The basic design is similar to Mk I; two closed boxes running down the outside, which makes the model very stiff. I have decided to make one major change though. The cowling was very difficult to build on Mk I, it made the model a nightmare to handle during the build and the scale (ish) access hatch made the inside inaccessible! This part of the boat serves no great structural purpose in the model so I am going to split the model in two right along the cowling.  It gives me another advantage in that I can seal the hull with a simple, watertight internal hatch that is invisible when running. Not scale, but then neither is sticky tape to seal the scale hatch. :-)) I can do it on this scale of model because there is enough room for all the hardware under the hatch. It probably wouldn't work at a smaller scale.

I will reduce the size of the hatch and make it simpler when I know just where things will be inside but for now I've put the biggest one in that I can fit, just to see what's possible
Title: Re: Donald Campbell's Bluebird K7
Post by: Tim_M on November 09, 2014, 07:59:26 PM
You can see that I have already put the motor and battery into the CAD model. There's two reasons. Obviously, I'm designing the structure around the hardware but also, at a later stage, I will get the CAD system to calculate the CG position. The weight of the motor and battery is included in their models.

I spent a fair bit of time considering where to put things inside the boat. One thing that lets down many models is that they look too 'twitchy'. That's because you can't scale time. (Or you can, using video. I've seen some amazing videos on UTube where they are slowed down just a tad and the models look totally convincing). What I wanted to do was increase the mass moment of inertia of the model as much as possible. "Ooo - er," I hear you say. " He's gone off on one....." If you are not familiar with moments of inertia, he's a little demonstration you can do in the workshop or just in your head. Take two hammers - come on, we all have at least two hammers  {-) -. Hold the heads together in one hand , with the handles sticking out. Now try to spin them like an aircraft propeller. OK, turn the hammers round so you are gripping the ends of the handles and the heads are outboard. Now try to spin them. A lot more difficult, isn't it? You still have the same mass (weight) and the CG is in the same place (in your hand) BUT it's a lot harder to get those hammers moving.

I wanted to spread the weight out as far as possible in the boat. The heavy bits are the motor and the battery. The CG on Bluebird is just behind the back of the sponsons. I thought about putting the motor way up front, almost under the forward boom. That would allow me to put the battery a long way back. However, that would require another hatch between the booms (difficult to seal), there's not much room that far up front to offset the motor and I would need a very long (expensive) prop shaft. The last straw was that all the wiring would lie in completely the wrong directions. I decided to stick with what works on Mk I. The battery is up between the booms but this time it will live in a drawer, designed in front the start. It goes in under the aft boom nicely and this allows me to use my simple hatch. If I can move the motor back a bit (once the CG calcs have been done) I will but for the moment I'm sticking with my existing hardware. I'm back to where I was but at least I'm satisfied that I have explored the possibilities rather than just copy what I did before.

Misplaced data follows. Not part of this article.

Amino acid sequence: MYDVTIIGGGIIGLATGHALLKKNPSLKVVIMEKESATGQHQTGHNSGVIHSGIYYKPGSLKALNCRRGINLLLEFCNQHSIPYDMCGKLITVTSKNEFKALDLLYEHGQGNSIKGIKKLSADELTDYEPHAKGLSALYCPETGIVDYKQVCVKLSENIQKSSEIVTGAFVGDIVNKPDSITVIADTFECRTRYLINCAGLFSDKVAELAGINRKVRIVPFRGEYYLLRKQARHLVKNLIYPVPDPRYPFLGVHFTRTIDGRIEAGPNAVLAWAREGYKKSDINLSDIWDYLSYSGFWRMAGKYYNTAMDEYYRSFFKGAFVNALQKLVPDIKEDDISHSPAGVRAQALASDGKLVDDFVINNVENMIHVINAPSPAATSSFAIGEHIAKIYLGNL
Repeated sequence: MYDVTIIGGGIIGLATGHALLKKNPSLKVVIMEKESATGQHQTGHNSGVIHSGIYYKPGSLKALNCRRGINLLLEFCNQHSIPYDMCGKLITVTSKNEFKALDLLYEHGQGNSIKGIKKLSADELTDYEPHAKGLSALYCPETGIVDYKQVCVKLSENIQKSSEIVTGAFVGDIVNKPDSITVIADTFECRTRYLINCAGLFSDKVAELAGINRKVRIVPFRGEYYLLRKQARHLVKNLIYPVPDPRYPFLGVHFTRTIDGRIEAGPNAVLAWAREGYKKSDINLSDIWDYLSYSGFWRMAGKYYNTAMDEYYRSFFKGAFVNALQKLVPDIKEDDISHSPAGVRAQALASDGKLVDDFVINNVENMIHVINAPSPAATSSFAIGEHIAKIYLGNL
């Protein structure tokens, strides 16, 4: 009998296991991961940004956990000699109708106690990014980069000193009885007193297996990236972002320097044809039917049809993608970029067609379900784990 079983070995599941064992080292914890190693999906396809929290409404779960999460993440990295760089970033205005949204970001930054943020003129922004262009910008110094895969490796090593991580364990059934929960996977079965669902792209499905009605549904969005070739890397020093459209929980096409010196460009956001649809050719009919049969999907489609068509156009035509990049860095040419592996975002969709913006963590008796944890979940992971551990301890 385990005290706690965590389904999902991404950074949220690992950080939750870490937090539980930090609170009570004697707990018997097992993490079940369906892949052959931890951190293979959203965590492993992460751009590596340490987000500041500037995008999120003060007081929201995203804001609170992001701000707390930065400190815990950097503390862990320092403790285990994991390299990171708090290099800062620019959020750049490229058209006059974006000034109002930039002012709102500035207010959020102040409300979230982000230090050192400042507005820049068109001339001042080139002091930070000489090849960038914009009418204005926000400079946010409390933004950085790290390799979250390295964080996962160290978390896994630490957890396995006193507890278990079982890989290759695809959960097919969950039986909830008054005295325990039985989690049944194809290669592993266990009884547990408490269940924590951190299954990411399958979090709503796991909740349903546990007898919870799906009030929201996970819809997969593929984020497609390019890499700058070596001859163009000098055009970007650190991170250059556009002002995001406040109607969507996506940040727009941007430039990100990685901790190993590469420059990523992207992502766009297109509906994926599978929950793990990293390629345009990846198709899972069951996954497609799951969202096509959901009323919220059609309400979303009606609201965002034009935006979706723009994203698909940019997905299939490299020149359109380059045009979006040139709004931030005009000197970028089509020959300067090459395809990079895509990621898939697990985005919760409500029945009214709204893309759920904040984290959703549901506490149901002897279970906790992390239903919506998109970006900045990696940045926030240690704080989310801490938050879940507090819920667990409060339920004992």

You may notice that in the 'exploded' picture, the cowl frames are solid but in the assembled view, the centres have been cut away. They are two different models of the cowl that are part of the cunning build plan. I'll cover how I plan to build the cowling in another post and let you all rip it to shreds.

Just in case you are thinking I rely too much on CAD I would point out that I could (just about) still generate the design the old fashioned way - drawing it out and projecting all the sections. However, that wouldn't give me a fraction of the information I can get from 3D CAD - and it's much harder! Besides which, I'm not sure quite how well Mrs M would take the installation of an A0 drawing board in the dining room  %).

For now, I need to carry on trimming and fitting the parts together. The solid parts will eventually be used to create 2D drawings as templates for the real wood. (Yes, a set of full scale, printable plans will be posted in due course for anybody that wants to have a go). This thread will grow slowly but I'll try to keep you posted on where I've got to and why I'm going that way.
Title: Re: Donald Campbell's Bluebird K7
Post by: ooyah/2 on November 10, 2014, 08:28:45 PM
Tim,
Can I suggest that you consider .

1--Moving the battery position to the sides of K7, if you look back at my K7 you will see that I have  2- x 3s Lipo's to
     give a longer run time, you could then put the E.S.C. in that forward position as it doesn't need to come back out.
     If you position them as your drawing you will find it difficult to get them out and in.
 
2--Consider beefing up the skins of the bow where the sponson supports come thro' to prevent the hull cracks that       have in mine due to a lot of use.
  Say epoxy some 1/4" thk ply plates to the inside of the hull

Just some thoughts.

George.
 
 

   
Title: Re: Donald Campbell's Bluebird K7
Post by: Tim_M on November 10, 2014, 09:09:54 PM